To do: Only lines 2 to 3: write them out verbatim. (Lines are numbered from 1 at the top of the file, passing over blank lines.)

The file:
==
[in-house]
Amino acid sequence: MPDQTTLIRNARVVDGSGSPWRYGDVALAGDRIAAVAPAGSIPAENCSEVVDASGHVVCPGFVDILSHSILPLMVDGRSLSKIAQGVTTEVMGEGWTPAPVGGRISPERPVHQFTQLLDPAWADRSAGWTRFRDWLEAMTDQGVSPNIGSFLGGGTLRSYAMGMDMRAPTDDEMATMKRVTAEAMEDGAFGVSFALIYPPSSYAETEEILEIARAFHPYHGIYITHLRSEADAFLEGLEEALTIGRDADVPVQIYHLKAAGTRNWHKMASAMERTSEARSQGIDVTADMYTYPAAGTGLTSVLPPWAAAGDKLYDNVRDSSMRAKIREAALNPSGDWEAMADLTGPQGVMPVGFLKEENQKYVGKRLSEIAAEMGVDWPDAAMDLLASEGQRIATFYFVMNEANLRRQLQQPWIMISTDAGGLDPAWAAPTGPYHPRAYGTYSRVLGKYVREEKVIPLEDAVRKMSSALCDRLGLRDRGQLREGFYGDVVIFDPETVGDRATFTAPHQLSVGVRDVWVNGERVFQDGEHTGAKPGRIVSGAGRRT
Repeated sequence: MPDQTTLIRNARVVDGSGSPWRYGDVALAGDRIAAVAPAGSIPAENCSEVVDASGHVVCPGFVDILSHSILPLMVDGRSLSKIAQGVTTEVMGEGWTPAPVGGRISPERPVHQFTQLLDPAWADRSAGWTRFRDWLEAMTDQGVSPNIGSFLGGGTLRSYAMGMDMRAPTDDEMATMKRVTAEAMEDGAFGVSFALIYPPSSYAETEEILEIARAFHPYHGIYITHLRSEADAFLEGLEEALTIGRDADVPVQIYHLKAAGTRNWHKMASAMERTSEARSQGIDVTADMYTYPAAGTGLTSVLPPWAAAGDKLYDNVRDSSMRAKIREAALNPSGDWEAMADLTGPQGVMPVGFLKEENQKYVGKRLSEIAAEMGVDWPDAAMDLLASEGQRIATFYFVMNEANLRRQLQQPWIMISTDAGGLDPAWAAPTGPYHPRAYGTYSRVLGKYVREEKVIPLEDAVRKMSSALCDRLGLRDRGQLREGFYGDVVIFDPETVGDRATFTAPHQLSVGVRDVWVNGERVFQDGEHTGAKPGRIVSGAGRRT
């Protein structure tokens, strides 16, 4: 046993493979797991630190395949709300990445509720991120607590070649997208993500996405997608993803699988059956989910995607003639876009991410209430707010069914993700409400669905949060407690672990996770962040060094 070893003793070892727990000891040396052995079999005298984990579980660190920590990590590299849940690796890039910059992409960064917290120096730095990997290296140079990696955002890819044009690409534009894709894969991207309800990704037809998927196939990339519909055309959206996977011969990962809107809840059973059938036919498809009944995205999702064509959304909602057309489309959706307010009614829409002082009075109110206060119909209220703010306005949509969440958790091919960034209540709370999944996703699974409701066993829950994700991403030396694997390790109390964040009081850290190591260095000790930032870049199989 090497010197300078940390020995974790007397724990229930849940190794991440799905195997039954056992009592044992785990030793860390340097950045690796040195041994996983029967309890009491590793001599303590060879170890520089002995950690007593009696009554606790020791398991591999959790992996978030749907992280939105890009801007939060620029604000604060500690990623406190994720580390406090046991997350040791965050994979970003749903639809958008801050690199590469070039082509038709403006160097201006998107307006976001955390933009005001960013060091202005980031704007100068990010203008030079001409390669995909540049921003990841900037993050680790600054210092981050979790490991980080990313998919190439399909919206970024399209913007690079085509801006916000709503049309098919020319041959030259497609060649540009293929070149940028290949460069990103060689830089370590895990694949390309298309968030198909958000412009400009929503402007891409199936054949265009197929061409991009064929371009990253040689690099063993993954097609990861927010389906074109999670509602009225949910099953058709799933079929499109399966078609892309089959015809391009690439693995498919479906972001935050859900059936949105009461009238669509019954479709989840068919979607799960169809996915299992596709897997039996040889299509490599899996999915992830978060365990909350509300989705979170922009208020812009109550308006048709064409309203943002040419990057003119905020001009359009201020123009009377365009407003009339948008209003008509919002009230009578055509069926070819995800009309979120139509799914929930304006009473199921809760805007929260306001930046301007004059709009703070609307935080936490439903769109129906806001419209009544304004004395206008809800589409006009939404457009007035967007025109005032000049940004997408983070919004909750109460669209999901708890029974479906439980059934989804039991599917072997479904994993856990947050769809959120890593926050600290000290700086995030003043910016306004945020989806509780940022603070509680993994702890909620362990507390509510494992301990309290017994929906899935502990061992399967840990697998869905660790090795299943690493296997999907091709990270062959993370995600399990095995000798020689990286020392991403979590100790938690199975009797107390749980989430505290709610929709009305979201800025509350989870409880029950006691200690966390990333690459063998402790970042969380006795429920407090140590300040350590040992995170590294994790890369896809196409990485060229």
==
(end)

Amino acid sequence: MPDQTTLIRNARVVDGSGSPWRYGDVALAGDRIAAVAPAGSIPAENCSEVVDASGHVVCPGFVDILSHSILPLMVDGRSLSKIAQGVTTEVMGEGWTPAPVGGRISPERPVHQFTQLLDPAWADRSAGWTRFRDWLEAMTDQGVSPNIGSFLGGGTLRSYAMGMDMRAPTDDEMATMKRVTAEAMEDGAFGVSFALIYPPSSYAETEEILEIARAFHPYHGIYITHLRSEADAFLEGLEEALTIGRDADVPVQIYHLKAAGTRNWHKMASAMERTSEARSQGIDVTADMYTYPAAGTGLTSVLPPWAAAGDKLYDNVRDSSMRAKIREAALNPSGDWEAMADLTGPQGVMPVGFLKEENQKYVGKRLSEIAAEMGVDWPDAAMDLLASEGQRIATFYFVMNEANLRRQLQQPWIMISTDAGGLDPAWAAPTGPYHPRAYGTYSRVLGKYVREEKVIPLEDAVRKMSSALCDRLGLRDRGQLREGFYGDVVIFDPETVGDRATFTAPHQLSVGVRDVWVNGERVFQDGEHTGAKPGRIVSGAGRRT
Repeated sequence: MPDQTTLIRNARVVDGSGSPWRYGDVALAGDRIAAVAPAGSIPAENCSEVVDASGHVVCPGFVDILSHSILPLMVDGRSLSKIAQGVTTEVMGEGWTPAPVGGRISPERPVHQFTQLLDPAWADRSAGWTRFRDWLEAMTDQGVSPNIGSFLGGGTLRSYAMGMDMRAPTDDEMATMKRVTAEAMEDGAFGVSFALIYPPSSYAETEEILEIARAFHPYHGIYITHLRSEADAFLEGLEEALTIGRDADVPVQIYHLKAAGTRNWHKMASAMERTSEARSQGIDVTADMYTYPAAGTGLTSVLPPWAAAGDKLYDNVRDSSMRAKIREAALNPSGDWEAMADLTGPQGVMPVGFLKEENQKYVGKRLSEIAAEMGVDWPDAAMDLLASEGQRIATFYFVMNEANLRRQLQQPWIMISTDAGGLDPAWAAPTGPYHPRAYGTYSRVLGKYVREEKVIPLEDAVRKMSSALCDRLGLRDRGQLREGFYGDVVIFDPETVGDRATFTAPHQLSVGVRDVWVNGERVFQDGEHTGAKPGRIVSGAGRRT